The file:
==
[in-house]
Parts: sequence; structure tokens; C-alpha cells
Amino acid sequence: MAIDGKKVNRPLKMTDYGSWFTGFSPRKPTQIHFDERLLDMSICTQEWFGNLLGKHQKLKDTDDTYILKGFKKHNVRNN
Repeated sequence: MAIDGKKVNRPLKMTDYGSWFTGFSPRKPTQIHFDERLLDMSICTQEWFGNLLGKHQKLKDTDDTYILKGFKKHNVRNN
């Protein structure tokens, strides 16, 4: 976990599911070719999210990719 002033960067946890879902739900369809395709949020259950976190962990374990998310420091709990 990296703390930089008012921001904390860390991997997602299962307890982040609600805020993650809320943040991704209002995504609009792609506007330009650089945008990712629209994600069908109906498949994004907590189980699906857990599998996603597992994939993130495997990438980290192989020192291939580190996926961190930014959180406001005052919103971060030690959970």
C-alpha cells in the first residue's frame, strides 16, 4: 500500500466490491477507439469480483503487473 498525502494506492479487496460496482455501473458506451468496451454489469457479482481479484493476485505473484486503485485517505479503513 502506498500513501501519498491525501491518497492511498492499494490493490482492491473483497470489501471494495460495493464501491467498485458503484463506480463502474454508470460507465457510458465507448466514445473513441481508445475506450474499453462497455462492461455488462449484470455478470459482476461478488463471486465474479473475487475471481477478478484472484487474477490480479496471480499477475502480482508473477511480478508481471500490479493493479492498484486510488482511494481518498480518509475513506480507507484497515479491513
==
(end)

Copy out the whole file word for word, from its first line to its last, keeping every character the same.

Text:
[in-house]
Parts: sequence; structure tokens; C-alpha cells
Amino acid sequence: MAIDGKKVNRPLKMTDYGSWFTGFSPRKPTQIHFDERLLDMSICTQEWFGNLLGKHQKLKDTDDTYILKGFKKHNVRNN
Repeated sequence: MAIDGKKVNRPLKMTDYGSWFTGFSPRKPTQIHFDERLLDMSICTQEWFGNLLGKHQKLKDTDDTYILKGFKKHNVRNN
């Protein structure tokens, strides 16, 4: 976990599911070719999210990719 002033960067946890879902739900369809395709949020259950976190962990374990998310420091709990 990296703390930089008012921001904390860390991997997602299962307890982040609600805020993650809320943040991704209002995504609009792609506007330009650089945008990712629209994600069908109906498949994004907590189980699906857990599998996603597992994939993130495997990438980290192989020192291939580190996926961190930014959180406001005052919103971060030690959970």
C-alpha cells in the first residue's frame, strides 16, 4: 500500500466490491477507439469480483503487473 498525502494506492479487496460496482455501473458506451468496451454489469457479482481479484493476485505473484486503485485517505479503513 502506498500513501501519498491525501491518497492511498492499494490493490482492491473483497470489501471494495460495493464501491467498485458503484463506480463502474454508470460507465457510458465507448466514445473513441481508445475506450474499453462497455462492461455488462449484470455478470459482476461478488463471486465474479473475487475471481477478478484472484487474477490480479496471480499477475502480482508473477511480478508481471500490479493493479492498484486510488482511494481518498480518509475513506480507507484497515479491513